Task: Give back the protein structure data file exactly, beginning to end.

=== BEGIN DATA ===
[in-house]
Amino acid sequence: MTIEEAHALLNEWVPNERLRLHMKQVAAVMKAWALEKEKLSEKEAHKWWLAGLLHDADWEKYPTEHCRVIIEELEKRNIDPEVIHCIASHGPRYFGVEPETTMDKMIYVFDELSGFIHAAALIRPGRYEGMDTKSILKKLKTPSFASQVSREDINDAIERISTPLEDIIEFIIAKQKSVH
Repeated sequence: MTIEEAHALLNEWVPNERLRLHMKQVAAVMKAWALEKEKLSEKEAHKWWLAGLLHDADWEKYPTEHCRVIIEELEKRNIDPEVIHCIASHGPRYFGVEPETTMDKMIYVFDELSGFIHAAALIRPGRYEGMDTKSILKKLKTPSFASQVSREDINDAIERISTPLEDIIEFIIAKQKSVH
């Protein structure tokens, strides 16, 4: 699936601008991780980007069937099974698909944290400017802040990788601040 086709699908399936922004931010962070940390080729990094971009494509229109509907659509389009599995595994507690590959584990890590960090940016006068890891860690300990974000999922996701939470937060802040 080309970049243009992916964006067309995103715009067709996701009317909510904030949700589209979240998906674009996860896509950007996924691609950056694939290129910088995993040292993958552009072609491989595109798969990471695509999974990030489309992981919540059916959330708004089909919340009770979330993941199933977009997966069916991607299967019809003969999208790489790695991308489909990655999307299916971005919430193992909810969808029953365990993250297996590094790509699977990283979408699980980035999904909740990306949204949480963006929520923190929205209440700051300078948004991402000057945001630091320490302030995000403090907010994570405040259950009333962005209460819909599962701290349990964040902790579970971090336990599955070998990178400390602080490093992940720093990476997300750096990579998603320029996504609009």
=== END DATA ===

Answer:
[in-house]
Amino acid sequence: MTIEEAHALLNEWVPNERLRLHMKQVAAVMKAWALEKEKLSEKEAHKWWLAGLLHDADWEKYPTEHCRVIIEELEKRNIDPEVIHCIASHGPRYFGVEPETTMDKMIYVFDELSGFIHAAALIRPGRYEGMDTKSILKKLKTPSFASQVSREDINDAIERISTPLEDIIEFIIAKQKSVH
Repeated sequence: MTIEEAHALLNEWVPNERLRLHMKQVAAVMKAWALEKEKLSEKEAHKWWLAGLLHDADWEKYPTEHCRVIIEELEKRNIDPEVIHCIASHGPRYFGVEPETTMDKMIYVFDELSGFIHAAALIRPGRYEGMDTKSILKKLKTPSFASQVSREDINDAIERISTPLEDIIEFIIAKQKSVH
């Protein structure tokens, strides 16, 4: 699936601008991780980007069937099974698909944290400017802040990788601040 086709699908399936922004931010962070940390080729990094971009494509229109509907659509389009599995595994507690590959584990890590960090940016006068890891860690300990974000999922996701939470937060802040 080309970049243009992916964006067309995103715009067709996701009317909510904030949700589209979240998906674009996860896509950007996924691609950056694939290129910088995993040292993958552009072609491989595109798969990471695509999974990030489309992981919540059916959330708004089909919340009770979330993941199933977009997966069916991607299967019809003969999208790489790695991308489909990655999307299916971005919430193992909810969808029953365990993250297996590094790509699977990283979408699980980035999904909740990306949204949480963006929520923190929205209440700051300078948004991402000057945001630091320490302030995000403090907010994570405040259950009333962005209460819909599962701290349990964040902790579970971090336990599955070998990178400390602080490093992940720093990476997300750096990579998603320029996504609009």